Chlamydia is a sexually transmitted disease, also known as a STD. This means you can get it by having unprotected sex with someone who is infected. However, you can prevent an infection by having safe sex with, for example, a condom.
The STD is caused by bacteria. The bacteria causes an infection of the urethra, cervix, rectum or throat. It’s one of the most common STDs in the Netherlands. Pregnant women who have chlamydia can infect their baby during delivery. This can result in an eye infection and respiratory infections in the baby.
You can have chlamydia without knowing it. This means you can infect others without realising it.
Women can suffer from the following symptoms:
- Burning sensation when urinating.
- Pain when urinating.
- Pain in the lower abdomen.
- Vaginal discharge, which is more than usual or looks different than usual.
- Pain during sex.
- Bleeding during sex.
Women can become less fertile from chlamydia.
Men can suffer from the following symptoms:
- Pain or a burning sensation when urinating.
- Discharge from the penis. The discharge is transparent to yellow-green in colour, also referred to as the clap.
- Pain in the scrotum.
There are also other symptoms which can occur in both men and women:
- Inflamed mucous membrane of the anus after anal sex. This can cause itching, pain or a burning sensation. There may also be blood, mucus or pus in your stool.
- Pain in your joints.
- Sore throat after oral sex.
Practicing safe sex with a condom will prevent chlamydia. You can also prevent chlamydia during oral sex by using a condom or other means of contraception, such as a dental dam.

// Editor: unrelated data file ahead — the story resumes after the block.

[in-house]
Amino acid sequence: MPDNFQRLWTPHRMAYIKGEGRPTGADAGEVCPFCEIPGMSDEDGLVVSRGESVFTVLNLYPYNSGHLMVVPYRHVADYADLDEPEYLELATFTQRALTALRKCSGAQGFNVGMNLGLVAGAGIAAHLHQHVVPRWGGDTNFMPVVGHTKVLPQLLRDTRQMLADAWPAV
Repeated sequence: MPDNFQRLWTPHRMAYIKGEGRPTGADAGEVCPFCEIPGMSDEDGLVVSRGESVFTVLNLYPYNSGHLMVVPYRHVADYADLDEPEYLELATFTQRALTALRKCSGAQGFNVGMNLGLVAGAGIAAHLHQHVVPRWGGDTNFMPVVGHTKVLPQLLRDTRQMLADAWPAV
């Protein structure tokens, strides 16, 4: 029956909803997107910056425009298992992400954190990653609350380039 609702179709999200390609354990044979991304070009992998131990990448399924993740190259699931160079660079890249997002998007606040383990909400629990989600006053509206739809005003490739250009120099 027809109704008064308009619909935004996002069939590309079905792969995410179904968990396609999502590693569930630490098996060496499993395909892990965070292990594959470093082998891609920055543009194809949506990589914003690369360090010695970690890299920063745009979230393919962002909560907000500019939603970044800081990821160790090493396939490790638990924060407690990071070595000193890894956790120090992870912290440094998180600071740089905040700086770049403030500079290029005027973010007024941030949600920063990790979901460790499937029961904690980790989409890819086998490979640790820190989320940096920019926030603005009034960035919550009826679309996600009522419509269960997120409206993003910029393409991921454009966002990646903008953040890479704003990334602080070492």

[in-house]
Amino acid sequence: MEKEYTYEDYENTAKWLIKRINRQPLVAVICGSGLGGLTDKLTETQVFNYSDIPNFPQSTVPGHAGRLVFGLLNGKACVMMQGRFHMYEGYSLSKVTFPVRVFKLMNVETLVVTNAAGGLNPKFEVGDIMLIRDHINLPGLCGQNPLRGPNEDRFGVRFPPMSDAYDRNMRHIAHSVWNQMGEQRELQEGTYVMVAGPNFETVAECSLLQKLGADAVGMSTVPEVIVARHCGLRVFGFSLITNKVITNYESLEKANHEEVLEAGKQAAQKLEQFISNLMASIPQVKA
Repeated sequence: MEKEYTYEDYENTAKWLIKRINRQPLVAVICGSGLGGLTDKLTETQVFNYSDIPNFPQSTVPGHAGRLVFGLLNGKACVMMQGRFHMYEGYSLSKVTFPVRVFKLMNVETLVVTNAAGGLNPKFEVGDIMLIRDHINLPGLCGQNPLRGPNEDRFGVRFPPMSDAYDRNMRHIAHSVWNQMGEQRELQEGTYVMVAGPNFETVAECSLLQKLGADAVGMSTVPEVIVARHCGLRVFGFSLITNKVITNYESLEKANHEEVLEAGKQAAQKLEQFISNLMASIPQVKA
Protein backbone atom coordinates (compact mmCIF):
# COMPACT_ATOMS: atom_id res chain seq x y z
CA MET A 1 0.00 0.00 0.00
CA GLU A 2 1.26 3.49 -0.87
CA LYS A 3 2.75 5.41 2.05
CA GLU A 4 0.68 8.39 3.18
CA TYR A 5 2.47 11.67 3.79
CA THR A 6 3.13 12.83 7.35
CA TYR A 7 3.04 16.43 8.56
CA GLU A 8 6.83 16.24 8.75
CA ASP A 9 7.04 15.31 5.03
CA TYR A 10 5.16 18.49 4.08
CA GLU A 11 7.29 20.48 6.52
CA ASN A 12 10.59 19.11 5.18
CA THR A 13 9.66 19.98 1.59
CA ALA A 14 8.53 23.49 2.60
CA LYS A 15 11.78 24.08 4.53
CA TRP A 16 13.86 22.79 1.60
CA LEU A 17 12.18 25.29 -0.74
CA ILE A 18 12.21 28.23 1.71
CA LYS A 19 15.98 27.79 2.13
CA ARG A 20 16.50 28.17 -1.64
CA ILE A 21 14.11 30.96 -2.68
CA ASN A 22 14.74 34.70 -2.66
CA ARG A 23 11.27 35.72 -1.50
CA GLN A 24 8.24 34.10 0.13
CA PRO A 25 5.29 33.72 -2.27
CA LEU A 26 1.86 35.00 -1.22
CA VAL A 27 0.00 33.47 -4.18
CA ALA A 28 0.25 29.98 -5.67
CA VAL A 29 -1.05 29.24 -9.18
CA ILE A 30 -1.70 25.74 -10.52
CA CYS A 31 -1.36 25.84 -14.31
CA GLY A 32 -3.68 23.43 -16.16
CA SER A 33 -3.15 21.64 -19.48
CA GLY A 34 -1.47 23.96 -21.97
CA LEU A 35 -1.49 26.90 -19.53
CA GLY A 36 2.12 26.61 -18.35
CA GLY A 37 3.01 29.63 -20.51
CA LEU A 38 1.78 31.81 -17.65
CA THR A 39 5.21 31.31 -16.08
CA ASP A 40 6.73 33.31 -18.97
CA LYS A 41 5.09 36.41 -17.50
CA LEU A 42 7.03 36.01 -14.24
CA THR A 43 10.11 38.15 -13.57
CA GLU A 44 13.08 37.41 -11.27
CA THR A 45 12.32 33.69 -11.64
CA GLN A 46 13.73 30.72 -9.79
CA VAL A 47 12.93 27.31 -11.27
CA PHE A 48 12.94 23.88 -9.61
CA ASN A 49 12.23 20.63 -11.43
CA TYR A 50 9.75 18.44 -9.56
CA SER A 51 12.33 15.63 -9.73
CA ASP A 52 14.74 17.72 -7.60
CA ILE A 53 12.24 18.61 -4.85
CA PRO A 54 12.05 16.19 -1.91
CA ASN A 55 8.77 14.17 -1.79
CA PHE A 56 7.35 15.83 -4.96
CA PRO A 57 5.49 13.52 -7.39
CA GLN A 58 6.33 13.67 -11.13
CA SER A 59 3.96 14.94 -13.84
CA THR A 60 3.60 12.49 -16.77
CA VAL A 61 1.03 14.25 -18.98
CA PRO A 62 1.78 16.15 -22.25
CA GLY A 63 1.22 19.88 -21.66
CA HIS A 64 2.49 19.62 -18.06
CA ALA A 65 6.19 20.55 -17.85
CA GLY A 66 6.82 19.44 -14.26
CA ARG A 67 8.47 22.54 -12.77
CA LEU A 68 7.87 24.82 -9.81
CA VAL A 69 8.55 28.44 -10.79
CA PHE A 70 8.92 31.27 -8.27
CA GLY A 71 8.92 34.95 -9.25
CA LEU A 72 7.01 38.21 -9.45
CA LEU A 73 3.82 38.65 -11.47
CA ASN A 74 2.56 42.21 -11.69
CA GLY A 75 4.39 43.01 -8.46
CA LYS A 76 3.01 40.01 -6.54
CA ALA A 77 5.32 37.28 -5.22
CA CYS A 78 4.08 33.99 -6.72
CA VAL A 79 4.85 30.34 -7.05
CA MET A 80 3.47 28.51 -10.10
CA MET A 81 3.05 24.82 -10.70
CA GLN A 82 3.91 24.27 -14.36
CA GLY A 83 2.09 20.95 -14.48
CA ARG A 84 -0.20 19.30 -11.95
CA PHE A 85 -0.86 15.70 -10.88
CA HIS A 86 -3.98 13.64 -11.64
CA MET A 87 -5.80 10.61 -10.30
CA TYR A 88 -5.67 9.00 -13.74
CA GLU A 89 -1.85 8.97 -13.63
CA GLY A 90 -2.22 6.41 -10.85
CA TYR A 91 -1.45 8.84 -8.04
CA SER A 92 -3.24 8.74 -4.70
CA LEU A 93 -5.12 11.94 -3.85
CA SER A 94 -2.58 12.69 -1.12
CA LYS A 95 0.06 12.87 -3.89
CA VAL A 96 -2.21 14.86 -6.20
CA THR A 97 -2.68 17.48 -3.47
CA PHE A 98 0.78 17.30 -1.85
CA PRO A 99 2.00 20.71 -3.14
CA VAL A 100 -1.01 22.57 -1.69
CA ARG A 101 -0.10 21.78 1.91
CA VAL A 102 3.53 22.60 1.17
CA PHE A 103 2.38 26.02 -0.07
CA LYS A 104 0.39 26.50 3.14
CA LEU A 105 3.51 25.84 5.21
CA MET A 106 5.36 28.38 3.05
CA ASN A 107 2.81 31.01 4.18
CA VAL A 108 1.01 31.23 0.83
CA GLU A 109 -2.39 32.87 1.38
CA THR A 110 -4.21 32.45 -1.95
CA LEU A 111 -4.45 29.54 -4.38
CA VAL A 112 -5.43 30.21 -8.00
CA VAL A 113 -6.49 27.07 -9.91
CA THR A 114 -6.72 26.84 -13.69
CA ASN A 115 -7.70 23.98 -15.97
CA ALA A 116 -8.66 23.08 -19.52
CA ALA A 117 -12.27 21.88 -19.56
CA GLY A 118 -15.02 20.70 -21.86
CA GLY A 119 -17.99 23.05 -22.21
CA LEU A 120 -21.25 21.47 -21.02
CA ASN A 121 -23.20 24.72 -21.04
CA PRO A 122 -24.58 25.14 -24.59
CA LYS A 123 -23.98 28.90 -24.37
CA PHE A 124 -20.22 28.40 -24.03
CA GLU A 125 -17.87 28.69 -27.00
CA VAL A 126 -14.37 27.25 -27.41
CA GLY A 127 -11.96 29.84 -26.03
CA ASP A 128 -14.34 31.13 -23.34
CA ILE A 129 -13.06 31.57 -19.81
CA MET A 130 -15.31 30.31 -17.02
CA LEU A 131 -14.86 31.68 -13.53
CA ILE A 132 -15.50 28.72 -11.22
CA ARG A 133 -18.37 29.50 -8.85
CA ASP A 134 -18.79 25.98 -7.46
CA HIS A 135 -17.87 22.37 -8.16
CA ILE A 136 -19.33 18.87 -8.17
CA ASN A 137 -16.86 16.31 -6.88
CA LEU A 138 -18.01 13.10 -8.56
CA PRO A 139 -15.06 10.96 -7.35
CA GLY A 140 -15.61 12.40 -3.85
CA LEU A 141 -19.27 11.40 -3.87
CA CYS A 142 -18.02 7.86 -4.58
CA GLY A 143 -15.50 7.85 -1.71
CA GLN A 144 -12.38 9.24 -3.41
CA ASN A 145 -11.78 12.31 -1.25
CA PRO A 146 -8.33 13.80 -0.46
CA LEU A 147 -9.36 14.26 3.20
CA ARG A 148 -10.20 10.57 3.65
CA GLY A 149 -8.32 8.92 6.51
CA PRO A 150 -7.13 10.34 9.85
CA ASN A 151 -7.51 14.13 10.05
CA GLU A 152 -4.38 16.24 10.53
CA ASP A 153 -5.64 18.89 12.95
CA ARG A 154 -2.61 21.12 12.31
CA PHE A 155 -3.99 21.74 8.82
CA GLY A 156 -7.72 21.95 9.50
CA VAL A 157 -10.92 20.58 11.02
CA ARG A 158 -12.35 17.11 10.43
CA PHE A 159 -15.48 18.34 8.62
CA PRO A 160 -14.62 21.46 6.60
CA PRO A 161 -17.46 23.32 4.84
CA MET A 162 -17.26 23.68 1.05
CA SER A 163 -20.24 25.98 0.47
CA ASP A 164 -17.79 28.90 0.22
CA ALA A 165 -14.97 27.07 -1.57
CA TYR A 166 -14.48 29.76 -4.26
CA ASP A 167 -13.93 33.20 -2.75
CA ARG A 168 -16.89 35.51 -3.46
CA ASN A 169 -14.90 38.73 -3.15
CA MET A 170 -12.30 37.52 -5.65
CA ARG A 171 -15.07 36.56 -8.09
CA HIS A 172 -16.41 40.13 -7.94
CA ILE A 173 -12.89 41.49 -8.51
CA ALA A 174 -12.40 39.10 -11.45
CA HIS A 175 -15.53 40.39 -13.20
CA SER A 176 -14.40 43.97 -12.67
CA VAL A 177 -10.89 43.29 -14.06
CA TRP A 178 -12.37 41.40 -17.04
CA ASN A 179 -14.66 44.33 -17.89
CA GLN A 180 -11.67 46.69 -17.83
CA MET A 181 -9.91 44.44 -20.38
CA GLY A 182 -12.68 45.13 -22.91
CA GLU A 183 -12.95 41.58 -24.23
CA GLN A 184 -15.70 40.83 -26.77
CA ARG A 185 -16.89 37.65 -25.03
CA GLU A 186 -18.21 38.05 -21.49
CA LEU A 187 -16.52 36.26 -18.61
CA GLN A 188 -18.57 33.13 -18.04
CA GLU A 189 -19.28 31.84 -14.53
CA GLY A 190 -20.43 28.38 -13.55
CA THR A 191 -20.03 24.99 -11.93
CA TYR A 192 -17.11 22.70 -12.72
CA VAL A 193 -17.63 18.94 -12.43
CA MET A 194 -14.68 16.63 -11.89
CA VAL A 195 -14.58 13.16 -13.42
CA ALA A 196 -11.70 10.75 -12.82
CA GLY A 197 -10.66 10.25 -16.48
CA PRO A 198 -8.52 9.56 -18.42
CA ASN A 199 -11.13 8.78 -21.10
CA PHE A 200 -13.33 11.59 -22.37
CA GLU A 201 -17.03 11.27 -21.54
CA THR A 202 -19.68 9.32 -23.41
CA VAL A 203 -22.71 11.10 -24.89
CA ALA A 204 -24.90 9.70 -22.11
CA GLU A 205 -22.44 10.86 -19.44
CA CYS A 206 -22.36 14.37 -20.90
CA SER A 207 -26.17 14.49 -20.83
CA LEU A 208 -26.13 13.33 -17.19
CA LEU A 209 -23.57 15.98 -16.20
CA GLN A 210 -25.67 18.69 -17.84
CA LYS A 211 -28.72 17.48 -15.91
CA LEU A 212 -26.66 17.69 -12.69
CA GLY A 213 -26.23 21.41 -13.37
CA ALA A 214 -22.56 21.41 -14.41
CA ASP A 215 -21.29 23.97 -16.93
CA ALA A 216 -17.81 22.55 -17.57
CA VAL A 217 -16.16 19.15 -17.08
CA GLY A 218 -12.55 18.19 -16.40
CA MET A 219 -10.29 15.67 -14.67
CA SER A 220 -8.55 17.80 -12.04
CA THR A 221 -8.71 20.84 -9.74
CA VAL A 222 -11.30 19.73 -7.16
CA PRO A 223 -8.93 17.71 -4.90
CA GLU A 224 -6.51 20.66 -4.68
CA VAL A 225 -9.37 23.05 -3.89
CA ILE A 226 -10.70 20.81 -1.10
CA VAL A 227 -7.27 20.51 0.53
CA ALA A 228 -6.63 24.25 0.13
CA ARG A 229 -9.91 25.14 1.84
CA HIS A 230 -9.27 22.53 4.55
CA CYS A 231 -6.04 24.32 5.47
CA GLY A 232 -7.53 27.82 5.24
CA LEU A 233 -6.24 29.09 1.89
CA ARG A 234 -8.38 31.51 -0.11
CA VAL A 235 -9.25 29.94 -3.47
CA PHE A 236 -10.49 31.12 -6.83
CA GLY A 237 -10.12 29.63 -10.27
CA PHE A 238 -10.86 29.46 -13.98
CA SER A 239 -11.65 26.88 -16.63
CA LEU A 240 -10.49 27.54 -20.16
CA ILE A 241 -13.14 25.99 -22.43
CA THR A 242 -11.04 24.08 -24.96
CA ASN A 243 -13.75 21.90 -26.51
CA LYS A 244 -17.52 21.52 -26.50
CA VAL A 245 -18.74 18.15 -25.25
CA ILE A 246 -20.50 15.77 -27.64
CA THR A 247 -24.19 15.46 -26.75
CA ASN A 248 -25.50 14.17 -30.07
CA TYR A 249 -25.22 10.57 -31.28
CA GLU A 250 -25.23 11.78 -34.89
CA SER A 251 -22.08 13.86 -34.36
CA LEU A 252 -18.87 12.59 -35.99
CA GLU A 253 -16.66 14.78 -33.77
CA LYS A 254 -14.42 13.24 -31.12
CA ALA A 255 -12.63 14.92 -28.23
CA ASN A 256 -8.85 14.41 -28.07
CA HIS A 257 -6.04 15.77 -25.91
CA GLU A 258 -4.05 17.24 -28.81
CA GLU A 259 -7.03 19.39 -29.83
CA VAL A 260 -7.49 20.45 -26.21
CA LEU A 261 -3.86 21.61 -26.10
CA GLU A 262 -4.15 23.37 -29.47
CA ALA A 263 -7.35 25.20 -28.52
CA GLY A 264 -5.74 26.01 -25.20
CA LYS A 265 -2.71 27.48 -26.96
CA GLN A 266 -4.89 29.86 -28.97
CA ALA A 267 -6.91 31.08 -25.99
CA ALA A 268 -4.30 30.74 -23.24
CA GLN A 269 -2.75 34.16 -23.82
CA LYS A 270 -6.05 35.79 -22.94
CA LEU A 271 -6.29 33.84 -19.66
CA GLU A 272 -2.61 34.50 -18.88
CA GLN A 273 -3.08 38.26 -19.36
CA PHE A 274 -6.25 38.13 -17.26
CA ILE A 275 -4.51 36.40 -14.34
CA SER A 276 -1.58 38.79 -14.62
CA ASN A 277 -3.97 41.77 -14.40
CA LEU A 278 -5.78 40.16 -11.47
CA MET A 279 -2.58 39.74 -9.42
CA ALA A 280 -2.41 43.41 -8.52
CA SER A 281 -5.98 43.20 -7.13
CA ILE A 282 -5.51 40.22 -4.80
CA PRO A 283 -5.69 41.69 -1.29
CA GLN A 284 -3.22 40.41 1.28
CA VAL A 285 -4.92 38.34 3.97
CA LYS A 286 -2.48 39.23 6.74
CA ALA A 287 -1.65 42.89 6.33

It’s important you let all your sex partners of the last six months know if you’ve been diagnosed with chlamydia. They can then also be tested. It will also reduce the chance of them subsequently infecting their own sex partners. If you feel embarrassed about informing your sex partners about the STD, you also have the option of doing so anonymously via various websites. They will then be informed they’ve had sex with someone with chlamydia, but will not be shown any names.
It’s important to arrange for a test at your GP or the GGD if you think you’ve contracted chlamydia. Whether or not you have chlamydia won't be visible for three weeks after the infection. Men are tested with a urine test. You will need to urinate in a urine sample bottle, which will then be examined by the doctor. The doctor can determine whether you have chlamydia. Urine often isn’t enough for women and cells from the vagina will therefore need to be examined. Women will be given a cotton swab which they can use to collect a sample from their vagina themselves. You will be given antibiotics to kill the bacteria if you have chlamydia. It’s important not to stop your antibiotic plan in the meantime, even if you’re no longer suffering from chlamydia symptoms. Bacteria can remain if you don't finish your antibiotic plan, which means you will continue to have chlamydia.